The Face of Christ: My Time with Catholic Charities during the Pandemic

Feb 9, 2021

Thomas Poznanski

In the summer of 2020, I had the privilege of working at several food distribution locations offered by Catholic Charities. Before participating in this ministry, I heard of Catholic Charities but did not realize the full extent of the services this ministry provides. Catholic Charities has two soup kitchens, ten food pantries, six single room occupancy (SRO) residences, four domestic violence shelters, and in light of the recent COVID-19 crisis, the ministry also includes mass food distributions at various locations throughout the Roman Catholic Diocese of Albany.

June 15th was the first day of my summer practicum with Catholic Charities. Considering this was my first time participating in a mass food distribution service, I wanted to familiarize myself with how we were going to carry out serving our guests traveling either by car or walk-in’s. I had the opportunity to meet Sister Betsy, who I only knew by way of email previously, and it was a pleasure to meet her.

Sister Betsy had a well-designed plan, which even included a hand-drawn map illustrating where the pallets would be placed and how to safely direct all of our guests. Her plan was so detailed that she had teams assigned to different tasks: one team broke the pallets of food down and placed the contents of the pallets on nearby tables; another team packed and helped deliver the food to the trunks of the vehicles for those who were driving; and lastly another team tracked the number of “care packages” that were being distributed.

I specifically chose the word “care packages” because that is exactly what the boxes and bags of food were: care packages. The COVID-19 crisis turned the world upside-down in that people found themselves being furloughed or possibly no longer employed. The natural response in times like this is care, so the name “care packages” seems absolutely appropriate.

When the pandemic first came about, one of the keywords I consistently heard from news reports was the word “essential.” It was used in the context of identifying services that were necessary for the day-to-day operations of our society. One of the essential services was mass food distribution, and Catholic Charities ministers to an almost innumerable amount of families.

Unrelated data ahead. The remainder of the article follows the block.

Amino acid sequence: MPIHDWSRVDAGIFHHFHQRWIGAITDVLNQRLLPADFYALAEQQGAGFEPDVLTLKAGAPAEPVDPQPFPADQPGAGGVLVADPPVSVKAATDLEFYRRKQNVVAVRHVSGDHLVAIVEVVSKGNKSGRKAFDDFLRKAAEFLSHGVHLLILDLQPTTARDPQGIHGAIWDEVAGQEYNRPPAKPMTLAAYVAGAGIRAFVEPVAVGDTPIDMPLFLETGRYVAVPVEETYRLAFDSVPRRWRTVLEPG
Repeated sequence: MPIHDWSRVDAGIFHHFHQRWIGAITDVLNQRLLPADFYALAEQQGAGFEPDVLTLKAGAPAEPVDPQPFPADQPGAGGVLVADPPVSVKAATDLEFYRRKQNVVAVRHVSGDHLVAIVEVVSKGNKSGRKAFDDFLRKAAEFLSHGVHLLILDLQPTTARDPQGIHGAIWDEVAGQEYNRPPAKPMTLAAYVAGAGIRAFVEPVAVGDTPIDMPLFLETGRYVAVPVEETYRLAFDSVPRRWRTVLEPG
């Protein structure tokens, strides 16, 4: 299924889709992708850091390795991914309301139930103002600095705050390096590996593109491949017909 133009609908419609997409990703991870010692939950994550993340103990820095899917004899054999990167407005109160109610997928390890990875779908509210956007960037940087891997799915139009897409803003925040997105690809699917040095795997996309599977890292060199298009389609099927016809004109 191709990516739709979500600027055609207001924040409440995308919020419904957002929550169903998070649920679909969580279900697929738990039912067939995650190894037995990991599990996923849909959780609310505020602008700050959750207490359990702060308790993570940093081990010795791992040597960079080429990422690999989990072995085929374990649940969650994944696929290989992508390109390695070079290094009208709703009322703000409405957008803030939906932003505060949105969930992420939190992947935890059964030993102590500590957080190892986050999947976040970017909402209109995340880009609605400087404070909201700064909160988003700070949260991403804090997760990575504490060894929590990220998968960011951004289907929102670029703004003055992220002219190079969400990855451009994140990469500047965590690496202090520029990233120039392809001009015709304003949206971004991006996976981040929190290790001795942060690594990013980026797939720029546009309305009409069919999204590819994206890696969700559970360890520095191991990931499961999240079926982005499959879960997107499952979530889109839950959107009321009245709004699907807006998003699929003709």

So many of our recent experiences related to the COVID-19 crisis constitute a type of formation. As a society we have learned what is essential and what we can do without. Undoubtably, the most essential thing every person needs is God’s grace. By God’s graces we are given food to share and the gift of each other to help bear one another’s burdens.

The time I spent with Catholic Charities was about community – the community that I love, and the community that truly gives life to the meaning of the word “essential.” We are all children of God and as His children we are called “to love thy neighbor as thyself” and to be stewards to one another, especially during these very unique times. My experience reminds me of Matthew 25: 35 where it is written, “For I was hungry and you gave me food, I was thirsty and you gave me a drink, a stranger and you welcomed me, naked and you clothed me, ill and you cared for me, in prison and you visited me.”

May I draw your attention to the verse where Jesus said, “For I was hungry and you gave me food.” I believe Jesus was referring to the word “food” in two contexts: food for the body, and food for the soul. Food for the soul is found in the Word of God and in our relationship with Jesus, and that relationship is expressed outwardly by how we care for and help one another.

Every person who came to visit that day was the face of Christ and they were hungry both literally and figuratively. Literally in the sense that they were in need of food; figuratively in that some might not have family or friends to talk with during this time of social distancing. The interaction with the volunteers at Catholic Charities might have been the only social interaction that our guests have had over the past several months.

For me, this is what it means to be a Deacon: to meet people where they are and walk with them, but to also bring the needs of the community to the altar and pray for the community. The pandemic turned our world upside down. However, even amid these strange times, we find expressions of care for one another, and Catholic Charities is a beautiful example of charity. The time I spent with Catholic Charities has enriched me greatly, and I am very grateful to have been part of this ministry.

Thomas Poznanski is married to his beautiful wife, Patricia, and is a Master of Arts in Pastoral Studies student and third-year candidate in the Diaconate process. He will be ordained in May of 2021 and looks forward to applying his studies to the diaconate as a servant of Christ.